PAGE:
Delaware’s Chancery Court dismissed on Friday a stockholder suit seeking damages on behalf of telecommunications giant Qualcomm Inc. from directors serving during a decade when the company was accused of violating the Foreign Corrupt Practices Act.
A $10 million settlement resolving shareholder litigation over the 2013 take-private deal that saw electronics maker Sauer-Danfoss bought up by its parent company received approval Friday in Delaware Chancery Court.
Telecom giant Verizon pressed the Federal Communications Commission on Thursday to make way for increased broadband deployment by streamlining the process for third parties to gain access to utility poles, citing its experience as both a pole owner and an attacher to others’ poles.
The Federal Circuit on Friday denied Apple's bid for the court to rehear an April ruling in which it affirmed as invalid most of the claims of a touch-screen patent the technology giant asserted against rival Samsung.
A West Virginia telecom company received $4.7 million in grants from the state it wasn't entitled to, according to a report by a U.S. Department of Commerce unit Thursday that partly blamed "miscommunication" for the error.
China Vanke may join Hopu Investment Management and Hillhouse Capital on a bid to buy Singapore-based industrial warehousing giant GLP, worth about $9.2 billion; Madrid-based ride-sharing company Cabify hopes to raise $300 million or more; and Danish conglomerate A.P. Moller-Maersk will list its oil business within the next year.
Netflix will join a July 12 online protest defending net neutrality rules under fire at the Republican-led Federal Communications Commission, committing in a tweet Thursday that the company “will never outgrow the fight for #NetNeutrality.”
Attorneys who secured a $3.75 million settlement for a putative class of consumers who alleged a sex toy maker had secretly collected user data from an internet-connected vibrator asked an Illinois federal judge on Thursday to grant them $1.1 million in attorneys' fees.
Facebook-owned Oculus is set for a post-trial showdown in Texas federal court Tuesday against video game developer ZeniMax that's been months in the making, as the parties wrestle to come out ahead in the wake of a $500 million trial involving some of Silicon Valley's hottest technology. Here, Law360 highlights five of the contentious issues in the court's hands.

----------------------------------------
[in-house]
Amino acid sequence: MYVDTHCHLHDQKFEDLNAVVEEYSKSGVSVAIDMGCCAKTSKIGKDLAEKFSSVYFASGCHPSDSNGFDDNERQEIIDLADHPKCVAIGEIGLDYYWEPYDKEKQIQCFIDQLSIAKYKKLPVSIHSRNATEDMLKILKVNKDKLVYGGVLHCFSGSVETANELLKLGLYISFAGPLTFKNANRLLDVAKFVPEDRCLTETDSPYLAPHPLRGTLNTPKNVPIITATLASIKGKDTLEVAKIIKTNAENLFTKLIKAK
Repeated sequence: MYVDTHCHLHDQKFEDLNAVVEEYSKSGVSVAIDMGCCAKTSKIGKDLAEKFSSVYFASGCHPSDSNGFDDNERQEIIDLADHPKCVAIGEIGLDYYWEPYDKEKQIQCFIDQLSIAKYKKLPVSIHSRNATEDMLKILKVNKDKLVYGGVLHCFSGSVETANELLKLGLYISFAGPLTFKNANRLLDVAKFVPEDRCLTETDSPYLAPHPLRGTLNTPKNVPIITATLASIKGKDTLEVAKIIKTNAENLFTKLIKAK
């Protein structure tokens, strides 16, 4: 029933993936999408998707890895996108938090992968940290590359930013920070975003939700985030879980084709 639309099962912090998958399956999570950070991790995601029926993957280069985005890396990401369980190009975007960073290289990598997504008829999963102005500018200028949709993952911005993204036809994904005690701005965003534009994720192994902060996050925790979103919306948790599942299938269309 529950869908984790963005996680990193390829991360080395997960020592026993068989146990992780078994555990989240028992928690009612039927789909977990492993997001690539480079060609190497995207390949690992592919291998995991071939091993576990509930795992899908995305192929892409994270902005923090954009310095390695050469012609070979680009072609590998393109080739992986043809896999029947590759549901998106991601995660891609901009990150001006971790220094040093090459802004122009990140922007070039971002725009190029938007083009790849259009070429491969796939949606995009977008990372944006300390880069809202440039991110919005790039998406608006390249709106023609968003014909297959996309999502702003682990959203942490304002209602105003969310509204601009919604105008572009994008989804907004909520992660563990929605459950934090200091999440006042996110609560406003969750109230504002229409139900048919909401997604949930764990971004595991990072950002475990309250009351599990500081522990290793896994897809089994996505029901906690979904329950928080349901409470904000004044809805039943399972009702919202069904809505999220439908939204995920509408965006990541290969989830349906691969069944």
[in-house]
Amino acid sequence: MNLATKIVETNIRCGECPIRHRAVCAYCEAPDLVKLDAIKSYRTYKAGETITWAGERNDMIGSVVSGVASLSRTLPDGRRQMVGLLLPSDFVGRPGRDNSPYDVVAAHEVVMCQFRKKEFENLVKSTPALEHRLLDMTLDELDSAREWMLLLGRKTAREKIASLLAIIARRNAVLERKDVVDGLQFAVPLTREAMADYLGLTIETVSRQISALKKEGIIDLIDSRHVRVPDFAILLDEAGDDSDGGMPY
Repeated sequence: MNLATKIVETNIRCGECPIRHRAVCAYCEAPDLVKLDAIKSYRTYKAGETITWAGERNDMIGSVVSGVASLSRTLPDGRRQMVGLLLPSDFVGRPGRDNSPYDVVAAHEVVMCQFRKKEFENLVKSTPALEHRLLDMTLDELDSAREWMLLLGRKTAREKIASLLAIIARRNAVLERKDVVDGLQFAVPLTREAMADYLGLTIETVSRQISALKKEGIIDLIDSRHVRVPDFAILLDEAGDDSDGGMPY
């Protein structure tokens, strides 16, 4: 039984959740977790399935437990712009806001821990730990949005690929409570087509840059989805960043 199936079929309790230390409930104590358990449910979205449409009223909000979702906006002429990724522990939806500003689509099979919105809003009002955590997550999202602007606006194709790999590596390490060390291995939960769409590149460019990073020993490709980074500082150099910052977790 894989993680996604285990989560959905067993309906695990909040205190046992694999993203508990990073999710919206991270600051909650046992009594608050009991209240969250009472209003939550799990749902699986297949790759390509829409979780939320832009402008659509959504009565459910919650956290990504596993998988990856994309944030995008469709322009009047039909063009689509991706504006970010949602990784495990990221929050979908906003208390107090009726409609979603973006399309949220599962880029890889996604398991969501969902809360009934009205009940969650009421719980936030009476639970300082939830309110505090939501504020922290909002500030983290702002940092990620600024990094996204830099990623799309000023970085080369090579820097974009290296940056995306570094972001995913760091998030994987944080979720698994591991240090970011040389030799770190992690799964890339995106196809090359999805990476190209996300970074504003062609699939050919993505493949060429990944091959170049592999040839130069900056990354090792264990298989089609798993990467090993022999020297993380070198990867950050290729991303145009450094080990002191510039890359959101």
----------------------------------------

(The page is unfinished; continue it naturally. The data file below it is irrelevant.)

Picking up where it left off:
In this week’s Taxation With Representation, Amazon announces a blockbuster deal to buy Whole Foods for $13.7 billion, Canadian cable operator Shaw Communications sells its U.S. data center company ViaWest for $1.675 billion, and private equity firm Liberty Hall Capital Partners purchases Dunlop Aircraft Tyres in a deal worth roughly $135 million.
Synopsys has furthered its bid for U.S. Supreme Court review of a decision invalidating the technology company's microchip design patents on the grounds they claimed abstract ideas, saying the Federal Circuit took too narrow of a view in its analysis of the patents' claims.
San Francisco-based private equity firm Alpine Investors closed its oversubscribed sixth fund after getting $532 million in capital commitments, the firm said on Friday.
A California judge on Friday preliminarily approved Google Inc. and staffing agency’s UrpanTech’s deal paying a combined $5.5 million to resolve a putative class action alleging the companies failed to pay contract recruiters overtime, saying the class notice needs to be tweaked, but overall it is a good settlement.
American Airlines and the Transportation Security Administration are teaming up to test a new 3-D scanner at the Phoenix Sky Harbor International Airport in Arizona that will let passengers keep liquids in their carry-on bags.
Texas Gov. Greg Abbott signed a bill Thursday that will officially allow self-driving vehicles to operate freely on state roads, with or without human supervision.
Amazon announced Friday it will buy Texas-based natural grocery retailer Whole Foods Market Inc. in a $13.7 billion deal, including debt, as the online retail heavyweight further broadens its offerings.
The massive ransomware attack that hit hospitals, telecoms and other businesses around the globe last month locked up far more computer systems than initially reported, with security researchers telling House lawmakers Thursday that some estimates put the number of infected systems between 1 million and 2 million and that it's "highly likely" that a hacking group with links to North Korea carried out the attack.